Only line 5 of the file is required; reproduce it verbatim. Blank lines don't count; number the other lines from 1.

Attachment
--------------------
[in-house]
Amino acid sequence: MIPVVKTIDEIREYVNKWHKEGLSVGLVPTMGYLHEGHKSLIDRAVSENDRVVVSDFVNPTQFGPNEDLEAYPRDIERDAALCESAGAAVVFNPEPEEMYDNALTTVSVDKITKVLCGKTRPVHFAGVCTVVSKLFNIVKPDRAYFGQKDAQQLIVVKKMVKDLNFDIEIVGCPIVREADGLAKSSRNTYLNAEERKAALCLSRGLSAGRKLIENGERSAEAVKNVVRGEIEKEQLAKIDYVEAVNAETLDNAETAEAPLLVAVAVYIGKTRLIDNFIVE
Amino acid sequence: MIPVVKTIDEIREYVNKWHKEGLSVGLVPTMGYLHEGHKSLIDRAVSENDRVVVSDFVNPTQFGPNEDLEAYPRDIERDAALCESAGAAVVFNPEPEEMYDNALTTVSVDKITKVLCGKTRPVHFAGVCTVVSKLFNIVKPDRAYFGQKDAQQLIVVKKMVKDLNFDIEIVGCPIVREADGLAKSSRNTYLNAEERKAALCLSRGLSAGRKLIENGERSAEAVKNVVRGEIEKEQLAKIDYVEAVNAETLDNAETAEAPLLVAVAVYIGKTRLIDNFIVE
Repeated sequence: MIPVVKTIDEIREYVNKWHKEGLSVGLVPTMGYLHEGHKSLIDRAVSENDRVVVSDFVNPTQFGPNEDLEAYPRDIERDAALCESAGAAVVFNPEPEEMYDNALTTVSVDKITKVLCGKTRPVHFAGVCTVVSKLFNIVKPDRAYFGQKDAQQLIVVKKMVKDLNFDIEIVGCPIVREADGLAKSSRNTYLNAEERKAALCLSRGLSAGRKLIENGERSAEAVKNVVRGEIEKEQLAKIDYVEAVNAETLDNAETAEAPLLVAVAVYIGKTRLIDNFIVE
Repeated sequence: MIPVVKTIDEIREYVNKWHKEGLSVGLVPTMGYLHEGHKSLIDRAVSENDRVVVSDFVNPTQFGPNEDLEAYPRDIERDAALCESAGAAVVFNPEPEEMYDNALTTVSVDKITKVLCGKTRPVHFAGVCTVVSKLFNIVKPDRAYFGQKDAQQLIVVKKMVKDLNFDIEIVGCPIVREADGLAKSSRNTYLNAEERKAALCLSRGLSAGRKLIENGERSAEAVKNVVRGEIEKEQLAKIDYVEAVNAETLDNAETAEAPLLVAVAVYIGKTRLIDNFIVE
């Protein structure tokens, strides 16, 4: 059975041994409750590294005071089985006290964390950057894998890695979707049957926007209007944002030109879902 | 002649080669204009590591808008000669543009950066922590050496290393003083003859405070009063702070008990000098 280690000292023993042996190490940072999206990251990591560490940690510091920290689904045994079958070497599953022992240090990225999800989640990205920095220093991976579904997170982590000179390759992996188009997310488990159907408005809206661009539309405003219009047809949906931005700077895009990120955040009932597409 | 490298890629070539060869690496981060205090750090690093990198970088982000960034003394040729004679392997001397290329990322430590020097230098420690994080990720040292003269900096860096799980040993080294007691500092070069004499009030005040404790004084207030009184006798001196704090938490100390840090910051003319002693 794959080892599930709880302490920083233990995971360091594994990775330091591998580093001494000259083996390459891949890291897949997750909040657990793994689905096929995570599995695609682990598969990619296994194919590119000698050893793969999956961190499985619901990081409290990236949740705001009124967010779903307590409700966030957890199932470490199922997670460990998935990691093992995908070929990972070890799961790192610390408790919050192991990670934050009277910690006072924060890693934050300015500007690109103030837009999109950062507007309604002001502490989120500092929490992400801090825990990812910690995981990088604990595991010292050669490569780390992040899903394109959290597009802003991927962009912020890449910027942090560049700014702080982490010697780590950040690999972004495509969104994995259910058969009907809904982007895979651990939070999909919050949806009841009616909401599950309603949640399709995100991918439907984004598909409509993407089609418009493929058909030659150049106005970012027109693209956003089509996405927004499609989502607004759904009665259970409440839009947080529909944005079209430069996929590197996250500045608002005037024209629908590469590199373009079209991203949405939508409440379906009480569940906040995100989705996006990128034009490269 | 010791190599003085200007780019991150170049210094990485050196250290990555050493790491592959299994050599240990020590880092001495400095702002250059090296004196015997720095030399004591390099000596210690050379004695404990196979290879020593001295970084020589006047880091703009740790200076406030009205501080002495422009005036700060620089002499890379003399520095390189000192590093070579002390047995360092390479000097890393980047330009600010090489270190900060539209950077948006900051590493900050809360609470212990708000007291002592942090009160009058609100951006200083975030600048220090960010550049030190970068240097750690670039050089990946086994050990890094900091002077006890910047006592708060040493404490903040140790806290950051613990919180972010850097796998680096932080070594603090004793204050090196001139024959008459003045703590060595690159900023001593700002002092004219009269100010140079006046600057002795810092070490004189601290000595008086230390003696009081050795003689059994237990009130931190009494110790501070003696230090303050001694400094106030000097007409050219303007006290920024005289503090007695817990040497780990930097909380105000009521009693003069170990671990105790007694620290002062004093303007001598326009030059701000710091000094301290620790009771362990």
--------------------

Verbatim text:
Repeated sequence: MIPVVKTIDEIREYVNKWHKEGLSVGLVPTMGYLHEGHKSLIDRAVSENDRVVVSDFVNPTQFGPNEDLEAYPRDIERDAALCESAGAAVVFNPEPEEMYDNALTTVSVDKITKVLCGKTRPVHFAGVCTVVSKLFNIVKPDRAYFGQKDAQQLIVVKKMVKDLNFDIEIVGCPIVREADGLAKSSRNTYLNAEERKAALCLSRGLSAGRKLIENGERSAEAVKNVVRGEIEKEQLAKIDYVEAVNAETLDNAETAEAPLLVAVAVYIGKTRLIDNFIVE